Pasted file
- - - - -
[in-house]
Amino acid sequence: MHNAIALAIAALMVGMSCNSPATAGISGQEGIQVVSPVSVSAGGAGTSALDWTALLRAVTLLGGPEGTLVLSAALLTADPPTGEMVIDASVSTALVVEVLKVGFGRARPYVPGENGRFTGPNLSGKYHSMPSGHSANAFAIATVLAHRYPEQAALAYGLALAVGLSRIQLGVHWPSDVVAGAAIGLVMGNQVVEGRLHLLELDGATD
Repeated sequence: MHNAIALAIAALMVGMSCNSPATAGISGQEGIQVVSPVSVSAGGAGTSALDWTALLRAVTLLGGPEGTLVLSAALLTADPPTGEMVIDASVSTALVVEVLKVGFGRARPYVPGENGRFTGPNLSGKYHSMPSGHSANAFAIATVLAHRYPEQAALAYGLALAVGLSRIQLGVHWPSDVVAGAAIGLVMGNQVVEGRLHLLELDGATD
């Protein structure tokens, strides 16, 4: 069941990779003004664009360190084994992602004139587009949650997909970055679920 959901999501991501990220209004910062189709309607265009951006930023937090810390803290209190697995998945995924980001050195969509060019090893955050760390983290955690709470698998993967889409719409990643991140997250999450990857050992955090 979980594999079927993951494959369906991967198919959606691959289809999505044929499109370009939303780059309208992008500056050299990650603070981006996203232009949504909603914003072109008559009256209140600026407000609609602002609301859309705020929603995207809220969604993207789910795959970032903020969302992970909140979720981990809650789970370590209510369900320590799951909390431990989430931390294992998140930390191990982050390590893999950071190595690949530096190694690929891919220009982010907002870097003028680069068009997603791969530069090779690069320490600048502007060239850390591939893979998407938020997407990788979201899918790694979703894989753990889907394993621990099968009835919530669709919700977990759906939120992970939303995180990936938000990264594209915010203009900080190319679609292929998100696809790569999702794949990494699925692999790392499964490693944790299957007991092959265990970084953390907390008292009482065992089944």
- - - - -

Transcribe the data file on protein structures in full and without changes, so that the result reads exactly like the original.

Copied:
[in-house]
Amino acid sequence: MHNAIALAIAALMVGMSCNSPATAGISGQEGIQVVSPVSVSAGGAGTSALDWTALLRAVTLLGGPEGTLVLSAALLTADPPTGEMVIDASVSTALVVEVLKVGFGRARPYVPGENGRFTGPNLSGKYHSMPSGHSANAFAIATVLAHRYPEQAALAYGLALAVGLSRIQLGVHWPSDVVAGAAIGLVMGNQVVEGRLHLLELDGATD
Repeated sequence: MHNAIALAIAALMVGMSCNSPATAGISGQEGIQVVSPVSVSAGGAGTSALDWTALLRAVTLLGGPEGTLVLSAALLTADPPTGEMVIDASVSTALVVEVLKVGFGRARPYVPGENGRFTGPNLSGKYHSMPSGHSANAFAIATVLAHRYPEQAALAYGLALAVGLSRIQLGVHWPSDVVAGAAIGLVMGNQVVEGRLHLLELDGATD
């Protein structure tokens, strides 16, 4: 069941990779003004664009360190084994992602004139587009949650997909970055679920 959901999501991501990220209004910062189709309607265009951006930023937090810390803290209190697995998945995924980001050195969509060019090893955050760390983290955690709470698998993967889409719409990643991140997250999450990857050992955090 979980594999079927993951494959369906991967198919959606691959289809999505044929499109370009939303780059309208992008500056050299990650603070981006996203232009949504909603914003072109008559009256209140600026407000609609602002609301859309705020929603995207809220969604993207789910795959970032903020969302992970909140979720981990809650789970370590209510369900320590799951909390431990989430931390294992998140930390191990982050390590893999950071190595690949530096190694690929891919220009982010907002870097003028680069068009997603791969530069090779690069320490600048502007060239850390591939893979998407938020997407990788979201899918790694979703894989753990889907394993621990099968009835919530669709919700977990759906939120992970939303995180990936938000990264594209915010203009900080190319679609292929998100696809790569999702794949990494699925692999790392499964490693944790299957007991092959265990970084953390907390008292009482065992089944």